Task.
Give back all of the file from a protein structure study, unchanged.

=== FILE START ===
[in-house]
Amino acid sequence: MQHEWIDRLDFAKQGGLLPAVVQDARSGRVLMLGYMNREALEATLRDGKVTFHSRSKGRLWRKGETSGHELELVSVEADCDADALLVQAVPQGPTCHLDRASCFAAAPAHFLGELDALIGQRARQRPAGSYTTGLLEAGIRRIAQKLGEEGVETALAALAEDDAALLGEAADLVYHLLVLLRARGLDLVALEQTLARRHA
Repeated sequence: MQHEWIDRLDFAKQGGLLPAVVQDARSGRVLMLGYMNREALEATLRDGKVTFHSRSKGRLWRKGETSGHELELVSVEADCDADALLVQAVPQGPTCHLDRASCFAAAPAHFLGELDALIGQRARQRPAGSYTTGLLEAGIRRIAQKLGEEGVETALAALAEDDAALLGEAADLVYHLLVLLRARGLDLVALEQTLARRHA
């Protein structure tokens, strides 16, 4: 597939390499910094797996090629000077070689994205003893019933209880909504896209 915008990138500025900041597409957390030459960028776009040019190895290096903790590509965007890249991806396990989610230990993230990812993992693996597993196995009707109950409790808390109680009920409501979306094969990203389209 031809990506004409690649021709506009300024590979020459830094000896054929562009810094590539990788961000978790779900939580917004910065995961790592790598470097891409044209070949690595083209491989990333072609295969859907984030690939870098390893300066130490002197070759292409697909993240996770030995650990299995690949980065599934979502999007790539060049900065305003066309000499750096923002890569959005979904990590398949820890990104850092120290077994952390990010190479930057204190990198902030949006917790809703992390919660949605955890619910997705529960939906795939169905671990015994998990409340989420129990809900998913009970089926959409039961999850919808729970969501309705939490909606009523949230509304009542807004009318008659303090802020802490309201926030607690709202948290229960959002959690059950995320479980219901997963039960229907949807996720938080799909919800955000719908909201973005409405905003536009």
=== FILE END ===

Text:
[in-house]
Amino acid sequence: MQHEWIDRLDFAKQGGLLPAVVQDARSGRVLMLGYMNREALEATLRDGKVTFHSRSKGRLWRKGETSGHELELVSVEADCDADALLVQAVPQGPTCHLDRASCFAAAPAHFLGELDALIGQRARQRPAGSYTTGLLEAGIRRIAQKLGEEGVETALAALAEDDAALLGEAADLVYHLLVLLRARGLDLVALEQTLARRHA
Repeated sequence: MQHEWIDRLDFAKQGGLLPAVVQDARSGRVLMLGYMNREALEATLRDGKVTFHSRSKGRLWRKGETSGHELELVSVEADCDADALLVQAVPQGPTCHLDRASCFAAAPAHFLGELDALIGQRARQRPAGSYTTGLLEAGIRRIAQKLGEEGVETALAALAEDDAALLGEAADLVYHLLVLLRARGLDLVALEQTLARRHA
């Protein structure tokens, strides 16, 4: 597939390499910094797996090629000077070689994205003893019933209880909504896209 915008990138500025900041597409957390030459960028776009040019190895290096903790590509965007890249991806396990989610230990993230990812993992693996597993196995009707109950409790808390109680009920409501979306094969990203389209 031809990506004409690649021709506009300024590979020459830094000896054929562009810094590539990788961000978790779900939580917004910065995961790592790598470097891409044209070949690595083209491989990333072609295969859907984030690939870098390893300066130490002197070759292409697909993240996770030995650990299995690949980065599934979502999007790539060049900065305003066309000499750096923002890569959005979904990590398949820890990104850092120290077994952390990010190479930057204190990198902030949006917790809703992390919660949605955890619910997705529960939906795939169905671990015994998990409340989420129990809900998913009970089926959409039961999850919808729970969501309705939490909606009523949230509304009542807004009318008659303090802020802490309201926030607690709202948290229960959002959690059950995320479980219901997963039960229907949807996720938080799909919800955000719908909201973005409405905003536009």